Seventh Continent, The

“The Seventh Continent” is the first theatrical film written and directed by Michael Haneke, the gifted German-born, Austrian-based auteur whose work is still little known in the U.S.

This acute chronicle of a family degenerating into self-destruction is the first instalment of a trilogy described by Haneke as “exploration of my country's aggressive emotional glaciation.” The other two panels are “Benny's Video” and “71 Fragments of a Chronology of Chance,” which received their world premieres at the Cannes Film Festival.

Offering a chokcingly chilly and socially significant portrait, all three films center on the intersection between the mass media, personal and social alienation, and uncontrollable violence.

Based on a true story, Seventh Continent is a horror film, a sobering depiction of events that caused a collective suicide. Two parents, George (Dieter Berner), an engineer and his sardonic wife Anna (Birgit Doll) are bringing up their young, troubled daughter Eva (Leni Tanzer). Unable to empathize with Anna's compulsion for lying, and disinterested in each other's emotional well-being, the couple turns their pedestrian way of life into a vortex of malaise.

Feeling her parents' withdrawal from the world, Eva claims she's gone blind, which serves as a catalyst for a descent into self-annihilation as the family sets about destroying their home and each another.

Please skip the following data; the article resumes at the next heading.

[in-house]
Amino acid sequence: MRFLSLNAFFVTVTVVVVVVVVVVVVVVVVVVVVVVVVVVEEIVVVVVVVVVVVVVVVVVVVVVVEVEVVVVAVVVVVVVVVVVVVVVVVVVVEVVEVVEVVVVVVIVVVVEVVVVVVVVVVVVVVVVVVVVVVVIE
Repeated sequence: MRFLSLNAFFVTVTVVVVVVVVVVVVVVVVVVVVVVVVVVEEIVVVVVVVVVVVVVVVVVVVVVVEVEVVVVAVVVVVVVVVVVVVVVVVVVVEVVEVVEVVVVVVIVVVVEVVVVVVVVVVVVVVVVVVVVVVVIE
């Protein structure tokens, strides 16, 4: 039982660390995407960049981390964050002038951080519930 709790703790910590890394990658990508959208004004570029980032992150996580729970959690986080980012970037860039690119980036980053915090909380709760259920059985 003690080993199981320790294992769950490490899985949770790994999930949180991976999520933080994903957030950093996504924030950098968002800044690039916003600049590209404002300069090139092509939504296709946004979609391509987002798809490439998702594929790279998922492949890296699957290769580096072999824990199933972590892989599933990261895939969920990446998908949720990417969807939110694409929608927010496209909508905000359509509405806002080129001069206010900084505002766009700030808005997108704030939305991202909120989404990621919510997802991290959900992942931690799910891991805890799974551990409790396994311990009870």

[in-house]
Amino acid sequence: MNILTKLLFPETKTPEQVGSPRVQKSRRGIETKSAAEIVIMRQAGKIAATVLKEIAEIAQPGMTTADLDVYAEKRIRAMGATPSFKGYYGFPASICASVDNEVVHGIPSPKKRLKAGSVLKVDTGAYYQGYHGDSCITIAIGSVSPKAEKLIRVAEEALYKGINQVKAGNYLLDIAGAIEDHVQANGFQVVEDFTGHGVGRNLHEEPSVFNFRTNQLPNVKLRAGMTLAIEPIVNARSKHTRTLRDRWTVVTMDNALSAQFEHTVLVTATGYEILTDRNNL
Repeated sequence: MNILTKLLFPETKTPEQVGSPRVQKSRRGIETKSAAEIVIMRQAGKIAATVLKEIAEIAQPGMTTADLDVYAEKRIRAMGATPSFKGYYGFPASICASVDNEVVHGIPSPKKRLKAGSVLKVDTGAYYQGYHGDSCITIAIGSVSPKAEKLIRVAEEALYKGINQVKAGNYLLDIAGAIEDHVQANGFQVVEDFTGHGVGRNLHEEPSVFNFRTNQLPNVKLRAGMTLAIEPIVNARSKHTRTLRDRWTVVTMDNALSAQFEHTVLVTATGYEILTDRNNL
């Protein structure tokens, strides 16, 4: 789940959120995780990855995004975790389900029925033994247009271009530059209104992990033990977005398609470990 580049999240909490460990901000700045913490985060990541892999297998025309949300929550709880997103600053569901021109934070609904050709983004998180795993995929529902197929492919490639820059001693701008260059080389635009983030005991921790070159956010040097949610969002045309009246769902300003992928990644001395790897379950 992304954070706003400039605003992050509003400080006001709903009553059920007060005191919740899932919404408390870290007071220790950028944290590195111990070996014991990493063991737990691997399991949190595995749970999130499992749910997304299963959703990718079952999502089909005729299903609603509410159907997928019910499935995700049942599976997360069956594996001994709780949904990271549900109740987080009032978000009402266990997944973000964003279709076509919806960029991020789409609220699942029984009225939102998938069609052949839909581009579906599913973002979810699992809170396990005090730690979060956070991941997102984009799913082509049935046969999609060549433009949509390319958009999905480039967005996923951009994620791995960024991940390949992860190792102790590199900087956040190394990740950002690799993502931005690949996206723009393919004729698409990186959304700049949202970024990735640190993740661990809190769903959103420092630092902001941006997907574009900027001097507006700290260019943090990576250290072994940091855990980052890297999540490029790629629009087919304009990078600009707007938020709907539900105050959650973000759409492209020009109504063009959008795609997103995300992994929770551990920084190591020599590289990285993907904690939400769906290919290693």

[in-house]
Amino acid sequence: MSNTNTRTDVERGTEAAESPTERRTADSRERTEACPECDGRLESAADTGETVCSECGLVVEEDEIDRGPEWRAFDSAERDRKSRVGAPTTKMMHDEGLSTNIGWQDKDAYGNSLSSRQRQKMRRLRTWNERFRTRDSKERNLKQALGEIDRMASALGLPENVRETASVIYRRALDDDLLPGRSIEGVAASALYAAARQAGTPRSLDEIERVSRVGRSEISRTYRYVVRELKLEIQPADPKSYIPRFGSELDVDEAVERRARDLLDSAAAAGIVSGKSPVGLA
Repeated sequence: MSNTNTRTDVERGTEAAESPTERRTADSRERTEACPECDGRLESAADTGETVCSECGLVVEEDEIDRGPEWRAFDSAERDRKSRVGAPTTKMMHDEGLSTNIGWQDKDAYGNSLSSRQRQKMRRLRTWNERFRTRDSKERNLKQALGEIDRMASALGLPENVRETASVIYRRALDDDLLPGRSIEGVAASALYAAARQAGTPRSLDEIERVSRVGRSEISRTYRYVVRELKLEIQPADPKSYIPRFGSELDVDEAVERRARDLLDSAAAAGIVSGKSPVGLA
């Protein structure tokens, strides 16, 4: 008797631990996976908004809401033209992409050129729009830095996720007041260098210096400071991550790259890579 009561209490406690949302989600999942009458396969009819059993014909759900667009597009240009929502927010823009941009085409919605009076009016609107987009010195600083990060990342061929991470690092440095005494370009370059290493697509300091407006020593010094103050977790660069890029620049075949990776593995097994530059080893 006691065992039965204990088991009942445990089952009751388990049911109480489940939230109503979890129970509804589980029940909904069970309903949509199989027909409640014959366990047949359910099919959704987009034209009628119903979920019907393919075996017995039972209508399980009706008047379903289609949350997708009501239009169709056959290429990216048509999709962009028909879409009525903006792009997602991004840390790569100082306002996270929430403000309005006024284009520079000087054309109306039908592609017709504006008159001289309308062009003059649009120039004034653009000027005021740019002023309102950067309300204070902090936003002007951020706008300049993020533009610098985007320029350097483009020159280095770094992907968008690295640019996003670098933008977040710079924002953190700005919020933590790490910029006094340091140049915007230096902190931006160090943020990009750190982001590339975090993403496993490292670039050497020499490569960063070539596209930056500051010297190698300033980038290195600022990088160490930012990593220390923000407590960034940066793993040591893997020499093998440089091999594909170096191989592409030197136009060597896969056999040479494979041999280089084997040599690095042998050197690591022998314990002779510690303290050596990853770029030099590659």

The gloomy narrative is sustained by the director's bleak, ironic view of postmodern urban life. He draws a contrast between a recurring ad for an Austrian vacation, which signifies potential happiness, and the family's mealncholy, which escalates into sheer barbarism. Strong stuff indeed, particularly the last reel.

The visual strategy is harsh yet restrained and extremely precise. “Seventh Continent,” which unfolds as a succession of splendidly composed family tableaux, is a chilling cationary morality tale about the dangers of living a life devoid of meaning and feeling. In his thematic concerns, Haneke takes Antonioni's 1960s existential modernistic films (“L' Avventura,” “La Notte”) one step further into postmodernist cinema at its most potent.


Running time: 104 minutes.

Produced by Veit Heiduschka.
Directed and written by Michael Haneke.
Cinematography: Anton Peschke.